Virginia Prisons Accountability Committee: The Prisoners Wife By Asha Bandele: A Review

Saturday, August 19, 2017

The Prisoners Wife By Asha Bandele: A Review

The book is supposedly A Love Story. But I don't know what to make of it---It's too full of recriminations, regrets, resentments, and condescension to be a result of love, as love is understood by the human condition.

The setting for this "Love" is Prison, not any prison for that matter but the insidious and
Machiavellian enterprise of an American prison, The Department of Corrections of The State of New York. The story is a reflection of the tumultuous state of American cultural expression and it's subjective, American Hearts and Minds, because if the cultural and emotional expression of the human is simply a sum of character, then love as the ultimate value of emotion and its medium culture will reflect the state and nature of its subjective. Emotion in the most sublime of conditions and environment is still a strange and mysterious beast, add the ingredient of the most alienative and perverted environmental condition known to humanity, prison and what will you have? What you should have is the sum value of human character, that baptism by fire through adversity, that qualitative redemption from the disjointedness of chaotic quantity but Ms. Bandele fails to even have an inkling of the maxim "I'm Solitude made Man" ---- Solitude which in this context is anguish, that accomplice of love, love which she claims.

The author's emotional consciousness is either objectively malnourished or her alienation from the objectivity of her femininity is so complete that she is confused, She mistakes the adventurous inclination of her Eros with that most consuming of emotions, "Love". Whether or not she wants to face up to and has the presence of mind to acknowledge it, she simply had a stimulating adventure with a prisoner, a test in that most simplistic and primitive of human urges, self-gratification in its motive of one-upmanship. As she tongue in cheek, succinctly puts it "I wanted to be important to someone again" [ pp.27]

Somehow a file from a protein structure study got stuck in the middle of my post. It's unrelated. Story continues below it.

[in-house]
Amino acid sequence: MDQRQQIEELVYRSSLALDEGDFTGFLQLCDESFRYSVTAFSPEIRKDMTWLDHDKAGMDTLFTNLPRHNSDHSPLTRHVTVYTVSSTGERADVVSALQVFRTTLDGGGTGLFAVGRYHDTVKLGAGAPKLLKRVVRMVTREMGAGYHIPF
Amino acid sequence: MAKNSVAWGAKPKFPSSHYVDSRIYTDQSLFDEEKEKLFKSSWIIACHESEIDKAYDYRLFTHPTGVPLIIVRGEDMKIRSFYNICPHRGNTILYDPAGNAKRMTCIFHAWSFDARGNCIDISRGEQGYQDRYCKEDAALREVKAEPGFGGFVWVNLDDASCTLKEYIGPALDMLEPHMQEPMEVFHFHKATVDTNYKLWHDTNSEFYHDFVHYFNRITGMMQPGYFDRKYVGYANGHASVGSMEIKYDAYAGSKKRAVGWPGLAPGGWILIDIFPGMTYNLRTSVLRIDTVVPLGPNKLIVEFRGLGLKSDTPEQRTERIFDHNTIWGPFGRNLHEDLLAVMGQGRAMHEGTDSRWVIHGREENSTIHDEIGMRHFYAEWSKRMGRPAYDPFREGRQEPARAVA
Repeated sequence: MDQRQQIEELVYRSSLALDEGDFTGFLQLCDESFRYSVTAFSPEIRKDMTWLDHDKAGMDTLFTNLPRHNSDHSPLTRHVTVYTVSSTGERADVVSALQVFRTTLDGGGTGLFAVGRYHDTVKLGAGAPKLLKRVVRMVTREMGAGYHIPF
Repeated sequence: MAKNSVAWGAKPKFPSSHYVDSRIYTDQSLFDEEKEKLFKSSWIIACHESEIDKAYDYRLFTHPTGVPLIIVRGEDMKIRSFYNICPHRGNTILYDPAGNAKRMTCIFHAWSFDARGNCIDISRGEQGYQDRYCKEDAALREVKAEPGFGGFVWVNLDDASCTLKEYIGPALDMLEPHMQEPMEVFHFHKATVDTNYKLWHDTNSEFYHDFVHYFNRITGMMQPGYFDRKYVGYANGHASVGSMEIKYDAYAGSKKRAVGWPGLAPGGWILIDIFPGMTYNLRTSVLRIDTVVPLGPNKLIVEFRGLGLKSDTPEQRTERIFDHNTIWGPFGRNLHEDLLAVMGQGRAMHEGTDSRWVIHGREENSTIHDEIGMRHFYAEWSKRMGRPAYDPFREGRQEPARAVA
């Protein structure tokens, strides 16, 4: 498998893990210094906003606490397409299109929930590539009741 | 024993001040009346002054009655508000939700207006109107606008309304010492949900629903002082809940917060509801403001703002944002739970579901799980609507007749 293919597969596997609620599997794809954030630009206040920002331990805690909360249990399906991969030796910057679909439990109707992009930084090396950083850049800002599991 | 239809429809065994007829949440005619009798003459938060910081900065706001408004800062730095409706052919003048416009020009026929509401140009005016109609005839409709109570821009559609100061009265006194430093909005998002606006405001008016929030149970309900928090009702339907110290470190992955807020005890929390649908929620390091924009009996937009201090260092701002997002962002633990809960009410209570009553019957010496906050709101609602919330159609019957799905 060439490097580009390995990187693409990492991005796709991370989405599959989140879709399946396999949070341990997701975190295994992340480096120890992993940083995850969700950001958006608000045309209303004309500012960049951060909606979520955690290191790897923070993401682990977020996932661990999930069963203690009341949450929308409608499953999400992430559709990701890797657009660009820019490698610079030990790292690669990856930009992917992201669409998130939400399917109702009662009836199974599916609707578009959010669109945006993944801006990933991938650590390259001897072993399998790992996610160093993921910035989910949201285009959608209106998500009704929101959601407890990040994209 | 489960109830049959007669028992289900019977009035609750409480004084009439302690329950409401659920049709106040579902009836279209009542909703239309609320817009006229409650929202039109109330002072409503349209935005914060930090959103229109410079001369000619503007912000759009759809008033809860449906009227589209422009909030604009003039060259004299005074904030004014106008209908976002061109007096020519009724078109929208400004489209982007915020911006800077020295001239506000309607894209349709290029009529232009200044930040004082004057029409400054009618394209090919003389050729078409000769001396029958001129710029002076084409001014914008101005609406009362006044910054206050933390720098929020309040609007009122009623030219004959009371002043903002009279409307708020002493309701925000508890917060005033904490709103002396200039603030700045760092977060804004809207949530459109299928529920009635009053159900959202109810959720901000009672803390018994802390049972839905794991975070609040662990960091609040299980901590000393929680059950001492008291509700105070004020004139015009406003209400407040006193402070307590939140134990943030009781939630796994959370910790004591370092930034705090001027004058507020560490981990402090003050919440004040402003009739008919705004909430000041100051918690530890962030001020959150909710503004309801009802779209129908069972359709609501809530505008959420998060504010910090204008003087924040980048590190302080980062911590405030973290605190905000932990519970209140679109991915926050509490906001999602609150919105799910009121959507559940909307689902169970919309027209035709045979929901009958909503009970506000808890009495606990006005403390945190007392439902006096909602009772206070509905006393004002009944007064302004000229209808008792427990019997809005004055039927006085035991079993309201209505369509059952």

For starters, Rashid her beloved, lover and subsequent husband is too one-dimensional and acquiescent, an emasculated corollary of collateral damage from the war between the sexes submitting disgracefully to his wife Asha's each and every undisciplined desire an infantile idealism for whatever it is and was, that was between them to be of that higher human emotion, Love, The only excusable rationalization for his behavior is the stimulus of the relationship in-it self and its satisfying impact on his "...Scorched-Earth" [pp.165] psyche was enough to overlook the dominance of his wife and that spells eunuchism.

Asha, on the other hand, would have us, readers believe that her most yearned for desire and sought for reality is to have her imprisoned mate free and with her, yet when she is impregnated, granted the germinating testimonial seed of their love, she has no problem aborting the fetus.

What is striking and revealing is at every turn of the way, their way and obstacles crop up, which in the general sense, with its solution or how they contend with it would enable their humaneness to define and give credibility to the love they purportedly share both fail its qualification pathetically. Rashid the prisoner and husband for being effeminate and obeisant to his wife's each and every indulgence and Asha the wife for misplacing her need for self-affirmation and its redemptive catharsis with love.

The author presents an unstated and treacherous premise that the pursuit of emotional, mental and physical communion between the imprisoned human and a free one is utterly unrealistic, futile and its fidelity is unattainable--- this premise itself raises the question of what role if any those higher sentient and sapient potentials of humanness plays in the condition of love, not as we misconstrue it to be but as we aspire it to be. If as we are wont to say that love has many facets and conditions then Rashid and Asha's rank at that, no greater than the sum of their undeveloped psyches. What then is Ms. Bandele telling us, "that the spirit is willing but the body is weak"? Or the whole relationship was nothing more than an academic project that is now bearing fruit with her writing a book about it.


To make a long story short "The Prisoners Wife" is a story of relationship between male and female and their dishonesty and inability in coBming to terms with the fact that they lacked the manhood and womanhood to develop, nurture and sustain love in that most stifling of environments------Prison.

I close with Asha Bandele invoked Assata Shakur's
"...If I know anything at all
it's that a wall is just a wall
and nothing more at all.


It can be brought down."
And for 219 pages made a mockery of it with erecting that most noxious of walls       
"condescension".

By William Thorpe, I am detained in Solitary Confinement at Virginias Red Onion State Prison

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